What does the 2nd Commandment teach us about the character of God?
The second commandment is grounded in the character of God. The reason why we are not to worship God with graven/carved images is because God is jealous, just, and loving. First, God is jealous for relationship with His children. He desires for those whom He has redeemed and is restoring into the image of Christ to worship Him rightly and reverently, which is done by listening to His voice/Word and loving Him (demonstrated by keeping His Word). The challenge with attempting to worship God through idols is that idols do not and cannot represent and reflect Him truly, but rather they end up representing and reflecting a god that man desires and creates, exposing our own sinful hearts and need for a Savior. Second, God is just, which means that He will punish those who disobey His Word and who hate His name. Third, God pours out His love on those who love and keep His commandments, which we are only able to do as we’ve been redeemed by the blood of Christ, the image of God, and indwelt by the power of the Spirit to walk in obedience to His commands.
As for the warning in verse 5, note two things: (1) The sins of the fathers influence the children; (2) The children, like their fathers, hate God, which is the reason for the punishment of God upon them (see the phrase “who hate me,” which includes the father’s and the children’s actions toward God). As for the promise, God pours out His steadfast love on those who love and keep His commandments, but it is only through His steadfast love in Christ that we can love and keep His commandments. For other instances of the warning and promise nature of this commandment, see Exodus 34:6-7; Deuteronomy 7:9-10.
Idols do not and cannot represent and reflect the character of God because God is infinite, God is self-existent/eternal, God is sovereign, God is jealous, God is righteous/pure, God is a spirit, and God is a speaking God. As you think about each of these attributes of God, how would an idol undercut and destroy these attributes of God?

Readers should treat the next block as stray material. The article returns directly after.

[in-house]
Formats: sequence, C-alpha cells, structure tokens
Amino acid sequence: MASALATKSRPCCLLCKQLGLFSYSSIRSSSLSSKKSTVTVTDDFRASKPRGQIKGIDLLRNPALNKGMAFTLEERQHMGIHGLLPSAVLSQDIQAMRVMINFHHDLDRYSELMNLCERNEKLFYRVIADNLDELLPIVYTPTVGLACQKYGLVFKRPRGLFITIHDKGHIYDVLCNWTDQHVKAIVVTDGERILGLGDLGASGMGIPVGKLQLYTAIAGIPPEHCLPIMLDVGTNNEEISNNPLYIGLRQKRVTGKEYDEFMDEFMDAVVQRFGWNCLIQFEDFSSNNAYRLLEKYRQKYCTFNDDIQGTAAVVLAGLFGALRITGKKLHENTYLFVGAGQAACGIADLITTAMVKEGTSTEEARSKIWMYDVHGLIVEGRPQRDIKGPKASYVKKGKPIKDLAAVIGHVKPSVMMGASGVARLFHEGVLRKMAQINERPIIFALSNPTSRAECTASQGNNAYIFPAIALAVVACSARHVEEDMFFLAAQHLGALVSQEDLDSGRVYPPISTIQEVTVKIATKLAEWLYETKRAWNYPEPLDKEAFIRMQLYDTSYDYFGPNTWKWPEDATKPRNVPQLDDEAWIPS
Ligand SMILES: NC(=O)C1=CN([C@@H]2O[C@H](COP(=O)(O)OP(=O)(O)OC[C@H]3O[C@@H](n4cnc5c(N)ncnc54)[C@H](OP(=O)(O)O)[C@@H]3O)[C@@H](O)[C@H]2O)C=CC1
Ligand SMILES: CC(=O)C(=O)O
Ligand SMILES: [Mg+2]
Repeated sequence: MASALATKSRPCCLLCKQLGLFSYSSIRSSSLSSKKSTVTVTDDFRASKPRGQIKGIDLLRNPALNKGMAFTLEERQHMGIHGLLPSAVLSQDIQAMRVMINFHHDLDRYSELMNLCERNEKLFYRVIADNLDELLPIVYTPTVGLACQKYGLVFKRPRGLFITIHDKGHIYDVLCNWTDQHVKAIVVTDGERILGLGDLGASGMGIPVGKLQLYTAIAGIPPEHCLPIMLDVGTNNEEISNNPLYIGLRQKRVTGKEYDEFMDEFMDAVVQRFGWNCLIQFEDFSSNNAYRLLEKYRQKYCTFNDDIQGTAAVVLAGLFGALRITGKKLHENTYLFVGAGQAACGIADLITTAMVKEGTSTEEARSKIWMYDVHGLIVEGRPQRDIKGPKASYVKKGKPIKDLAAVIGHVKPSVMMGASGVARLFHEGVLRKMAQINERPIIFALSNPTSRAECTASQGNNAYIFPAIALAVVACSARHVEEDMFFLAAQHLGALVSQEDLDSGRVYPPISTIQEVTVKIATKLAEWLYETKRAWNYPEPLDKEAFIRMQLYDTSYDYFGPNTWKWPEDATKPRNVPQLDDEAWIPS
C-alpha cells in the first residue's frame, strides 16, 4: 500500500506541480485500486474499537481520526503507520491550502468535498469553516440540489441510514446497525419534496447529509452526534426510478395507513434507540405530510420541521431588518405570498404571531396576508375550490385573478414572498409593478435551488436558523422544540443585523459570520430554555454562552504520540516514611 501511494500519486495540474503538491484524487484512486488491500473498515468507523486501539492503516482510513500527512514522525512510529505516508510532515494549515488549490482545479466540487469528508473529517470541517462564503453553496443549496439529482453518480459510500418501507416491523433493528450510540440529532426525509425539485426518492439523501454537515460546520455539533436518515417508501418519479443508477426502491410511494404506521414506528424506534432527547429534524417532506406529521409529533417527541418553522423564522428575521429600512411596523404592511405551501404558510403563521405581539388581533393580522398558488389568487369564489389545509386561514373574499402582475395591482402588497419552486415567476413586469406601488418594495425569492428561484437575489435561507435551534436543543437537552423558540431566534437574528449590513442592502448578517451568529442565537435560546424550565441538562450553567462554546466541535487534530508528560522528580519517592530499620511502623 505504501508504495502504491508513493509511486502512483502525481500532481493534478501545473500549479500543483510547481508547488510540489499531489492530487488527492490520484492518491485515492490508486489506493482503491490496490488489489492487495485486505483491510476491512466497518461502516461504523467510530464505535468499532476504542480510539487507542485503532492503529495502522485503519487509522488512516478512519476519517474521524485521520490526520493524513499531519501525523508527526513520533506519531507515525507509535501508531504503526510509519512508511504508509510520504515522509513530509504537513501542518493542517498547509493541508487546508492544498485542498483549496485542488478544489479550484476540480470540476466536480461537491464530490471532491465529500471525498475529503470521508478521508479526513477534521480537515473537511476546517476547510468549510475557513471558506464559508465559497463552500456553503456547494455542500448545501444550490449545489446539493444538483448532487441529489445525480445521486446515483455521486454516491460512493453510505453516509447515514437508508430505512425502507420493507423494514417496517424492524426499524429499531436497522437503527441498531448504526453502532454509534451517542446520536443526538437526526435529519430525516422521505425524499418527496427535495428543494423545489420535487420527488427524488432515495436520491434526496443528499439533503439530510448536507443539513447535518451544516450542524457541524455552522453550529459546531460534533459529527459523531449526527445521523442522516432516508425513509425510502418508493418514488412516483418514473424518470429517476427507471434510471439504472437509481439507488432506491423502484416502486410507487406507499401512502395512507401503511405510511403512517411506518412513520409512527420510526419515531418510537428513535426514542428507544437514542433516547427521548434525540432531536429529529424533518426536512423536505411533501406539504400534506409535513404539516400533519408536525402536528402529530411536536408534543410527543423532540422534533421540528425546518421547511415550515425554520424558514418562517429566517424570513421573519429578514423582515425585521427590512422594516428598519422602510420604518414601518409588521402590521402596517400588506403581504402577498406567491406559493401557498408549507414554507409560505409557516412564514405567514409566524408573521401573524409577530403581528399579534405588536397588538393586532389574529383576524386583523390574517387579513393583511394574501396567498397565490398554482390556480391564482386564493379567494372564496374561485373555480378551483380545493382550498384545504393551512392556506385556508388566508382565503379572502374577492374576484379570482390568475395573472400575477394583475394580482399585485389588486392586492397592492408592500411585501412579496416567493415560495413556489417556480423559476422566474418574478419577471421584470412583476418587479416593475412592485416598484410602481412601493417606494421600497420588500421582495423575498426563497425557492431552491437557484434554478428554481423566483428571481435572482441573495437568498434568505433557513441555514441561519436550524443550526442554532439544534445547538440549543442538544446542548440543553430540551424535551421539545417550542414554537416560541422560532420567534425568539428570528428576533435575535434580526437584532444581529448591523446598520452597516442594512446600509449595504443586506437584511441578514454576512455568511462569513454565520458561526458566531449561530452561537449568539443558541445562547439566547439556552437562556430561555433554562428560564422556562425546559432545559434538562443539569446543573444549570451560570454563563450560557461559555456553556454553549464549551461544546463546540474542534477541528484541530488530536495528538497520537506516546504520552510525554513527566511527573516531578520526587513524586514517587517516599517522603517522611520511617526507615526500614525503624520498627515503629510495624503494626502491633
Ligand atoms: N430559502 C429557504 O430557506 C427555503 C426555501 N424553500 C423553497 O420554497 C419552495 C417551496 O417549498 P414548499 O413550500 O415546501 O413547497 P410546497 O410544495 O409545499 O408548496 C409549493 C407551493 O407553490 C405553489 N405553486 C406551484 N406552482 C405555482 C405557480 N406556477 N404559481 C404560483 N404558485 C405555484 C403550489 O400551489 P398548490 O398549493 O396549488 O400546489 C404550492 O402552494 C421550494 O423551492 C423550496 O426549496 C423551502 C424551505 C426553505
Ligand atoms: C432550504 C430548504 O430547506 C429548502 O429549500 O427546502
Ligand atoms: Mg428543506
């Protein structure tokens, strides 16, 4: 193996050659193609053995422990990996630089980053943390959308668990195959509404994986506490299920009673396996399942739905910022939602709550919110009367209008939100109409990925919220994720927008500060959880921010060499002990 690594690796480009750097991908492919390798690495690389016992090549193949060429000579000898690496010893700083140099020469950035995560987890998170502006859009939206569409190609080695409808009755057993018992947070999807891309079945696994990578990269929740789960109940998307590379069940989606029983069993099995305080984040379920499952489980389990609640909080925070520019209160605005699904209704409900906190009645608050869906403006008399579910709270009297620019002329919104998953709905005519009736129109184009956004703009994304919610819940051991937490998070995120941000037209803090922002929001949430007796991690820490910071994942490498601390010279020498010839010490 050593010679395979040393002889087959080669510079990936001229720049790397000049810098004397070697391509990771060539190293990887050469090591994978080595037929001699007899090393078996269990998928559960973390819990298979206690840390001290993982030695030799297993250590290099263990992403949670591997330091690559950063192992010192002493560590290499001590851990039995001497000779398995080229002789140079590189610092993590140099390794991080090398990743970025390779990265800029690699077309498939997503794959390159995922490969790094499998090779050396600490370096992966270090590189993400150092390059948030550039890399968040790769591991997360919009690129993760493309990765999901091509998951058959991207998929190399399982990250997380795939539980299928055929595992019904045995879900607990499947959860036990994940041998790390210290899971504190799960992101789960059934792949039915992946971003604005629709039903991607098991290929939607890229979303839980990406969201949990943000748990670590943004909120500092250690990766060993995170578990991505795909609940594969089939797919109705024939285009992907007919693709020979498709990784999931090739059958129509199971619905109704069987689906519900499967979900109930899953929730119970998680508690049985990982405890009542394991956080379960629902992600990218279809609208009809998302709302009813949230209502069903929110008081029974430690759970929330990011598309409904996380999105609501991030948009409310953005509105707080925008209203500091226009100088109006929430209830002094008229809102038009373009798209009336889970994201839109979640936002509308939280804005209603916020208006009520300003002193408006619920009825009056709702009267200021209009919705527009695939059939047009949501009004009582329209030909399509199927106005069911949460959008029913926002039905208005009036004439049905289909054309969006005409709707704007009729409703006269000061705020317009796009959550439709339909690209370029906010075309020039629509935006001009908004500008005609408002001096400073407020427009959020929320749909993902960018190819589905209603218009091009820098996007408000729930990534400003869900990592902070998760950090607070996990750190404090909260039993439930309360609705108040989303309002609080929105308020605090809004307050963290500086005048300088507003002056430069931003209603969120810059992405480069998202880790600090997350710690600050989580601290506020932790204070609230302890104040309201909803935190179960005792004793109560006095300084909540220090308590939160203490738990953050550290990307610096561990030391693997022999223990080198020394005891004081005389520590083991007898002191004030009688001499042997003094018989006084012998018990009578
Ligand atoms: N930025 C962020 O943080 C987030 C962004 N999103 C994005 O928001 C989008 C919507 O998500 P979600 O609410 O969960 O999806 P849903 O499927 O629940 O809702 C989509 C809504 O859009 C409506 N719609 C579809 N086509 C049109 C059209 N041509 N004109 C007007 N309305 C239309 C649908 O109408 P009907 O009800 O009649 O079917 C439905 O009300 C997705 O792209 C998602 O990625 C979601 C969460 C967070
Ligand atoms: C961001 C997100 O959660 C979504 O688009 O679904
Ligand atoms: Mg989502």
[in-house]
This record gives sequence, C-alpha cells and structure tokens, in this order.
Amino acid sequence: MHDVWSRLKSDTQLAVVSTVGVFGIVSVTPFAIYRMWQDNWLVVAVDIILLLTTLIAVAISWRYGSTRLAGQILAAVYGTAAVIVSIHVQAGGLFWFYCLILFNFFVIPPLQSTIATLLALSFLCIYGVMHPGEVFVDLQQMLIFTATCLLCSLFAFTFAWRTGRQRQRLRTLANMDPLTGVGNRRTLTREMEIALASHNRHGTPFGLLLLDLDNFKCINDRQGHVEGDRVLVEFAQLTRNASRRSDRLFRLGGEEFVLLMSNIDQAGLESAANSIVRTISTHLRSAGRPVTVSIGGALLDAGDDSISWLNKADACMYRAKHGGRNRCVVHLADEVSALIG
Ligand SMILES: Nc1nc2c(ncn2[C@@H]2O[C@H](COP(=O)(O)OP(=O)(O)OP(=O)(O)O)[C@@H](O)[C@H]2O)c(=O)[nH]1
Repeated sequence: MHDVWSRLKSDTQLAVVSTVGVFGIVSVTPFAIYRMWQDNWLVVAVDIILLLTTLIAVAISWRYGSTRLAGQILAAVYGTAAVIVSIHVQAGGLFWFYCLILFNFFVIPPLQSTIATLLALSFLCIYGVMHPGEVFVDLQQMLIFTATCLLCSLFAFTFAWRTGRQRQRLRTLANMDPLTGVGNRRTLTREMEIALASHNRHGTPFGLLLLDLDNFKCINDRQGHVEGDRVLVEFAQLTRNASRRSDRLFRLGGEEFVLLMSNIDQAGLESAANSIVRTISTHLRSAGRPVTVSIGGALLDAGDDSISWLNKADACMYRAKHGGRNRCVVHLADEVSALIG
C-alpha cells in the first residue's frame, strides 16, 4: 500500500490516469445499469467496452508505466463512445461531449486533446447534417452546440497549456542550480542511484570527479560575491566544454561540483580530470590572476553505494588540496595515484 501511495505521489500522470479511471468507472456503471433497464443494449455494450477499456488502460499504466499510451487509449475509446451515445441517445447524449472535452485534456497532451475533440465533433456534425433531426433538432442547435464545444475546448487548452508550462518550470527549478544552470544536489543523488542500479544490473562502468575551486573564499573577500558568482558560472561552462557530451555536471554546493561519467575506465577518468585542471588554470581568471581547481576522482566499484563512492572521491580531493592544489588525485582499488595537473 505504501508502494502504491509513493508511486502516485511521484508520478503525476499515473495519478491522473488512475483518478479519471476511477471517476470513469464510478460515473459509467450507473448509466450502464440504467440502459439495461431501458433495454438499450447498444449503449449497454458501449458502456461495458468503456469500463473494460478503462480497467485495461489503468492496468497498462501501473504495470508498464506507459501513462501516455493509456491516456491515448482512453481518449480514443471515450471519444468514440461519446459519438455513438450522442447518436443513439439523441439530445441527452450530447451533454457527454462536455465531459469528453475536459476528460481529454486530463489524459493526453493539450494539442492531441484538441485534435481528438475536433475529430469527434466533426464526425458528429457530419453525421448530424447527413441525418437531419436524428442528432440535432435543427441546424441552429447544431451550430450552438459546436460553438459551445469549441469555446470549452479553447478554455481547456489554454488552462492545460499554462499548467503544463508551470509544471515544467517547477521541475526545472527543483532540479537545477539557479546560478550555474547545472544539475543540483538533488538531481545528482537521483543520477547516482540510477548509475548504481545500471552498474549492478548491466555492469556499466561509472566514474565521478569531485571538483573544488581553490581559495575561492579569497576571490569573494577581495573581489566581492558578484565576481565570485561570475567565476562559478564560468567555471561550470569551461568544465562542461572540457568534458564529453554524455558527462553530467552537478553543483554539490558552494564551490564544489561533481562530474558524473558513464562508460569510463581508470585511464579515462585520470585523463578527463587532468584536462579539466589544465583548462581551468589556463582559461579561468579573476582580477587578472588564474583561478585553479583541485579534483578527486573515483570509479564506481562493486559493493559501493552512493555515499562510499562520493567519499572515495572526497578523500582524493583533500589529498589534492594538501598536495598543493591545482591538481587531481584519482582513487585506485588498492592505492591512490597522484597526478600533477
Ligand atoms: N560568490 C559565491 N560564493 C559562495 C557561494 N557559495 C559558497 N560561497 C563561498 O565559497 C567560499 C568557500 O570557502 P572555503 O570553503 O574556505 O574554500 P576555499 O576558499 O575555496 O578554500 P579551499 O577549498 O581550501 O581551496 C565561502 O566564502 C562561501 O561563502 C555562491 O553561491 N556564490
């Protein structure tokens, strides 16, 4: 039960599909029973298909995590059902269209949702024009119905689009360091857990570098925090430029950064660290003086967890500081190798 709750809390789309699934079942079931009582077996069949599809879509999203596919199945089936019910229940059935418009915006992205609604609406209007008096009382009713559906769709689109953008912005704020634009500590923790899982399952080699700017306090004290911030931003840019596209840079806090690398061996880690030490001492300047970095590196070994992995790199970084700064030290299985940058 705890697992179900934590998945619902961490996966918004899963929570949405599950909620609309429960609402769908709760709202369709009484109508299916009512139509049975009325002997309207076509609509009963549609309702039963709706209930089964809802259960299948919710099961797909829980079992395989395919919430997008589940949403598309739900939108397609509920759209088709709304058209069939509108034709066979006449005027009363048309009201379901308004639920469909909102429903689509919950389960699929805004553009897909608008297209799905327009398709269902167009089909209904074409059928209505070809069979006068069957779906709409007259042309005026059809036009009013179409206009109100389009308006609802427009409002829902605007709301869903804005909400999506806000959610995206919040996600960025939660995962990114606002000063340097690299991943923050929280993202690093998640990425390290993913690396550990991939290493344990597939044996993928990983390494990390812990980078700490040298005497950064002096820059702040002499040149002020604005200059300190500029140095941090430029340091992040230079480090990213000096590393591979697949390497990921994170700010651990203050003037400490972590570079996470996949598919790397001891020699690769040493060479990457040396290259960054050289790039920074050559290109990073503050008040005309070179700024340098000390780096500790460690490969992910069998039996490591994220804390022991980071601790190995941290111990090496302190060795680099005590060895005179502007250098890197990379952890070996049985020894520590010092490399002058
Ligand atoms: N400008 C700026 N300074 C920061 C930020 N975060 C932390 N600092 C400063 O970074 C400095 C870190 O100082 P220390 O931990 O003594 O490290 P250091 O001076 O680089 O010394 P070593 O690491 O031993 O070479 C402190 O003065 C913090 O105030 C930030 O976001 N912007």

As you think about this commandment, how does it reflect the character of God? How can we explain the jealousy of God? How do we see God’s desire for a relationship with us on display in this commandment?
Philip Ryken writes, “This was the problem with idolatry all along: It created a flash image of God that was inadequate to his deity and unworthy of his majesty. God is infinite and invisible. He is omnipotent and omnipresent. He is a living spirit. Therefore, to carve him into a piece of wood or stone is to deny his attributes, the essential characteristics of his divine being. An idol makes the infinite God finite, the invisible God visible, the omnipotent God impotent, the all-present God local, the living God dead, and the spiritual God material. In short, it makes him the exact opposite of what he actually is. Thus the whole idea of idolatry rests on the absurdity of human beings trying to make a true image of God. An idol is not the truth, but a lie. It is a god who cannot see, know, act, love, or save.”
J. I. Packer writes, “God ends the second commandment (Ex 20:5-6) by reminding us of his real nature as the jealous God who seeks total loyalty, the just God who judges his foes as they deserve, and the gracious God who shows ‘steadfast love to thousands of generations of those who love me and keep my commandments.’ And how should we keep this one? By reining in our disordered imaginations and reverently accepting that God is as he says he is.”